The template was about what you’d expect. If you’ve ever downloaded one, I’m sure it didn’t look much different than the one I’m looking at right now.
It starts off with a barebones explanation of how to define an audience. (At least more marketers in the IT channel are starting here. I remember when I preached audience targeting seven or eight years ago and most MSP marketers just looked at me with a blank expression.)
Then it goes into some bollocks about writing down some key selling points. I call this nonsense because this approach of asking a business owner to define their Unique Selling Propositions, differentiators, or selling points fails miserably almost every time. It’s marketing’s job to do this for a reason, and the short answer as to why is that the MSP is too close to the problem to answer the question effectively. (If you want full-blown details on what I mean, read REMIX Marketing. Seriously. Read it now. I’ll wait.)
Then the template falls into your typical “marketing checklist” format. You know, the shopping list that tells you “post four times to social media” then “post to your blog” then “email a newsletter”.
In other words, worthless. You see, these are tasks, not strategic objectives. They’re not planned or purpose-driven. Templates like these are the equivalent of saying things like:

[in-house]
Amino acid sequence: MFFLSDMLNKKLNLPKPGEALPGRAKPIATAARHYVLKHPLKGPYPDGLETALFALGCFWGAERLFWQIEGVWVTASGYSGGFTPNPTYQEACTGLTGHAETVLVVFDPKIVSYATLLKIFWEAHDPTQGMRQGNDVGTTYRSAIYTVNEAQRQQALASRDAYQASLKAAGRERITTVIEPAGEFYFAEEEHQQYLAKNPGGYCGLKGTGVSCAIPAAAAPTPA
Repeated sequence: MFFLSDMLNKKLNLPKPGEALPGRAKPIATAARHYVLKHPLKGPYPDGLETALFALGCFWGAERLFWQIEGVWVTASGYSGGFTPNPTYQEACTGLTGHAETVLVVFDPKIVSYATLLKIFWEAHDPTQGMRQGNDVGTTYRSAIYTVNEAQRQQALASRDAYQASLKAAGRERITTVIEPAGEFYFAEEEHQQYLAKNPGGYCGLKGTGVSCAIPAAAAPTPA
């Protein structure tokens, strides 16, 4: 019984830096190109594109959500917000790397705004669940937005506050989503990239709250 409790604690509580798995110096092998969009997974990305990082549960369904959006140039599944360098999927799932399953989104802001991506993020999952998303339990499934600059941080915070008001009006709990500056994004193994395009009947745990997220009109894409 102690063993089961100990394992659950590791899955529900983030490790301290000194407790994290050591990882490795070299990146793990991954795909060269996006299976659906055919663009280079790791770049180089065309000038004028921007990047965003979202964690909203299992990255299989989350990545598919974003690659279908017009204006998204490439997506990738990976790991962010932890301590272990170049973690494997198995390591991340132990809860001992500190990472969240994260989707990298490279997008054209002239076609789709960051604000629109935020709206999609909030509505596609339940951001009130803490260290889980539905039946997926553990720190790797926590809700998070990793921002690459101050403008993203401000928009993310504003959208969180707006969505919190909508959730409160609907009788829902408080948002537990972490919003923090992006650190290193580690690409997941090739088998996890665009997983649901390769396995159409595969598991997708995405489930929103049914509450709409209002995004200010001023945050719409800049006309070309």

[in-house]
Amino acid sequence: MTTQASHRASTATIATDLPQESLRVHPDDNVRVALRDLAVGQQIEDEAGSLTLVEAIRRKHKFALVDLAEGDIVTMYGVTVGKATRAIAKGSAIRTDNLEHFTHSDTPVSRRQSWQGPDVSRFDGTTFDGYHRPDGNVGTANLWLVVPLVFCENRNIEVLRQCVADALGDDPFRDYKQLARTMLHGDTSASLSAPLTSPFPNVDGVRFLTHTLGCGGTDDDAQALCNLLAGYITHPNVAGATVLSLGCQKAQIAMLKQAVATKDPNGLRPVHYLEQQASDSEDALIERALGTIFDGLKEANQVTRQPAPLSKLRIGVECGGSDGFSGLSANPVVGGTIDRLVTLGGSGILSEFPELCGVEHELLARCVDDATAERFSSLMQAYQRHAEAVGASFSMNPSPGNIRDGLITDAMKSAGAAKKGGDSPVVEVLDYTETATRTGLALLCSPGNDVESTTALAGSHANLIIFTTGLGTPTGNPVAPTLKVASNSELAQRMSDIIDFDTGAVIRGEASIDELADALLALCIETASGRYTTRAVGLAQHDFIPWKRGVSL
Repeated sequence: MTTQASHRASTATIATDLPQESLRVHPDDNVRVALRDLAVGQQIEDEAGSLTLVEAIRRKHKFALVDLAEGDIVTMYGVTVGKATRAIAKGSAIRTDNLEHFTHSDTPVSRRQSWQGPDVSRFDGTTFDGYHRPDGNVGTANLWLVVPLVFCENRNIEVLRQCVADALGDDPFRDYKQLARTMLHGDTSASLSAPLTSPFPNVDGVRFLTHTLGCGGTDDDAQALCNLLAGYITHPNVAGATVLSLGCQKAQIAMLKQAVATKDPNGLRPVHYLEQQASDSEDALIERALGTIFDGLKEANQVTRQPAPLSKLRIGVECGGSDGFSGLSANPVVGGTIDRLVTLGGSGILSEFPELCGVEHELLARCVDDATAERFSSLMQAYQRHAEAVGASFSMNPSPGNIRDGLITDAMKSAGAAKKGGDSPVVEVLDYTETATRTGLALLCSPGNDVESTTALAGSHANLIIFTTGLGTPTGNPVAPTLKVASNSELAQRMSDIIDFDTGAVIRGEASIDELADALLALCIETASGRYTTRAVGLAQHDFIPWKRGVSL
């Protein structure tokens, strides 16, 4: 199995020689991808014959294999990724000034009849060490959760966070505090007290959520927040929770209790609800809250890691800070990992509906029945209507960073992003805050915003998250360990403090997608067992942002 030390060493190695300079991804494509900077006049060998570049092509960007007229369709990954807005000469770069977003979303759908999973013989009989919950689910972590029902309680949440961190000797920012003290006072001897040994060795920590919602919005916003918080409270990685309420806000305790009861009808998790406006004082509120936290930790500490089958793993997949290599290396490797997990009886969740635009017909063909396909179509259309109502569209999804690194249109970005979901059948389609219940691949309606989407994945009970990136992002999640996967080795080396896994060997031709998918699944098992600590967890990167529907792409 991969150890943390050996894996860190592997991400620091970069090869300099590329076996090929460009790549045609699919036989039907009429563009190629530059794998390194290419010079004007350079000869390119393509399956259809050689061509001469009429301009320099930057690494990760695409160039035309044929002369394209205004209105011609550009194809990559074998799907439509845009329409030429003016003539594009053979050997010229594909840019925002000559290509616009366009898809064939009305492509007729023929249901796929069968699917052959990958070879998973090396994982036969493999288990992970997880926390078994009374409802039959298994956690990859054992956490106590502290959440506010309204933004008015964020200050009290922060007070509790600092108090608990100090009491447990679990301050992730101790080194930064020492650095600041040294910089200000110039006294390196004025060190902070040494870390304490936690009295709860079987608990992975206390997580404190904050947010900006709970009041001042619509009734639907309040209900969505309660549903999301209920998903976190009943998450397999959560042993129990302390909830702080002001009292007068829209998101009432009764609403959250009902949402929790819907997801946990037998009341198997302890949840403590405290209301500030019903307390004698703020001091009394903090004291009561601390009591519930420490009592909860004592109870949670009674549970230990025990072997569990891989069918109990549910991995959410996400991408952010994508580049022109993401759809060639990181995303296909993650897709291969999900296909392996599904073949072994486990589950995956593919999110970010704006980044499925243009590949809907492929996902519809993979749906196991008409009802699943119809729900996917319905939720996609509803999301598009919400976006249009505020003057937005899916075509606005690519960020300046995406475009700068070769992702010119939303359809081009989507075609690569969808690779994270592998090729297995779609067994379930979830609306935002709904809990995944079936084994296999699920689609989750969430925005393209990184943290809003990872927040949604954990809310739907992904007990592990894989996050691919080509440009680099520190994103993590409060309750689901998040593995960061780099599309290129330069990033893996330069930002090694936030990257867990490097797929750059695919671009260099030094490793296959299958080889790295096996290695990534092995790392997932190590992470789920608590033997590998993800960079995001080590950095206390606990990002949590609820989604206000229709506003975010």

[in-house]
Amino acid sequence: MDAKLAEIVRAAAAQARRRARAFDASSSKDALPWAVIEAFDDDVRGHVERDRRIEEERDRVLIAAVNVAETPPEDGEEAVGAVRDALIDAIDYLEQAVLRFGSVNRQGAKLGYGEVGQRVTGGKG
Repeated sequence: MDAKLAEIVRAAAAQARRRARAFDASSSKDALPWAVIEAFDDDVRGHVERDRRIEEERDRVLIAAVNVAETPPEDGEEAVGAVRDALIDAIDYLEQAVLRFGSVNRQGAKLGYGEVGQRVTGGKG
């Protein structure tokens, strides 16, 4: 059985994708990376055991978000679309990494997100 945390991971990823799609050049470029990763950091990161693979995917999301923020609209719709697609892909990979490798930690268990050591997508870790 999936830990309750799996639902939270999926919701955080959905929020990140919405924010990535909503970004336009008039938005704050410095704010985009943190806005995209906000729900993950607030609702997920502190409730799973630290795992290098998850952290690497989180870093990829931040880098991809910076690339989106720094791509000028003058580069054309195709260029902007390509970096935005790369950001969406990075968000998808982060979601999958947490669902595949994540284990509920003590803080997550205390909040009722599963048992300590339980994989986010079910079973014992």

I’m going to tell you how to win a Grand Prix race. Here’s your template:
- Get into car.
- Drive car fast.
- Hit the apex on every corner.
Here’s a template for cooking the most delicious meal you’ve ever had:
- Get your ingredients.
- Chop what needs to be chopped. Mix what needs to be mixed.
- Cook it all at the right temperature.
Utterly stupid, because you’re not getting the most important details of the processes. Telling someone to post to social media without helping them understand why, how, and what they’re posting is not “marketing advice”. It’s nonsense. Telling someone to spend time creating content and spewing it all over the internet without first developing a brand and positioning their company is just proliferating this completely false notion that marketing is a super-easy soft skill that you can master simply by doing stuff.
“Doesn’t matter what you post. Just post four times a week and you’ll be raking in the leads!”
As Stephen Hawking would say: Rubbish.